“If you were making points about dumping (goods), there might be some justification for imposing tariffs specifically against China, but it’s not obvious that the U.S., U.K., the rest of Europe, Canada or Mexico are dumping steel on the U.S.,” he said. “U.S. law is obviously the precedent so he’ll get someone to agree with him on that, but international law is the thing. The E.U., if it has any sense, will issue a legal challenge within the WTO against all this. The problem is that may take a year or two to resolve.”

In any case, he added, "Trump is basically making a political point but the economics are against him and I think that will become increasingly clear over time. It seems to be about once every decade or so that the U.S. imposes tariffs on steel and aluminium imports. George W. Bush did it in the early 2000s and it was widely recognized then that that was a mistake.”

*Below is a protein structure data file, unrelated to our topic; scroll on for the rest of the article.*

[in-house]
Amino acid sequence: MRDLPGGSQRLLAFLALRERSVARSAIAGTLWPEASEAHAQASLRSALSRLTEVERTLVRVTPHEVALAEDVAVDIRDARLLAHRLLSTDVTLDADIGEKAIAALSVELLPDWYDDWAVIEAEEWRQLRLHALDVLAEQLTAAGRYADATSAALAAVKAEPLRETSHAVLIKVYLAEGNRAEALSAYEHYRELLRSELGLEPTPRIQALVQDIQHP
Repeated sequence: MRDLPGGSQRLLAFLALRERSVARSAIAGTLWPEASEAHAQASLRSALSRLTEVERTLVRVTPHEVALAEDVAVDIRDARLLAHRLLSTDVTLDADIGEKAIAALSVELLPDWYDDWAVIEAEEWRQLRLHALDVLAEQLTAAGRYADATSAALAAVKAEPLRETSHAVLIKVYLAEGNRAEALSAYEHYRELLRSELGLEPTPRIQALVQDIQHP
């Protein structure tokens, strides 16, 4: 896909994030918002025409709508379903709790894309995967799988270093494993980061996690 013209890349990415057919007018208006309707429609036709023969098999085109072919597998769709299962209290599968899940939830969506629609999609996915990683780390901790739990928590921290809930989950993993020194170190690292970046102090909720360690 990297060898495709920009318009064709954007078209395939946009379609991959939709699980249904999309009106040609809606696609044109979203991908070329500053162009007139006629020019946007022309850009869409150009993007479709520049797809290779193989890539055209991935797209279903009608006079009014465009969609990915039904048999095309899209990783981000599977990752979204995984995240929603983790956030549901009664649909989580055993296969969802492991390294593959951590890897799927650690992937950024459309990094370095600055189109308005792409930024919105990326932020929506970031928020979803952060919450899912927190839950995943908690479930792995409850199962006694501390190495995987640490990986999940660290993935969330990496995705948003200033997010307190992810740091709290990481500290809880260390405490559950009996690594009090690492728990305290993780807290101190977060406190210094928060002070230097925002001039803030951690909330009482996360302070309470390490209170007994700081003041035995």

The aluminium industry in particular is feeling the heat from Trump's threats – and his incredulous rationale for raising tariffs.

“We’re close allies of the U.S. and we’re considered strategic partners, so we believe we should be unconditionally exempt from these tariffs,” Tom Jones, CEO of the U.K.’s Aluminium Federation told Occupy.com. “The claim that aluminium imports into the U.K. harm U.S. national security is without any foundation or merit. The action of the U.S. government is protecting its industry from excess production.”

Jones agreed that only the sanctions against China make any modicum of sense. “They’re actually targeting the wrong trading partners. It does little to address the challenges of oversupply from China," he said. "All it does is alienate the E.U. and Canada.”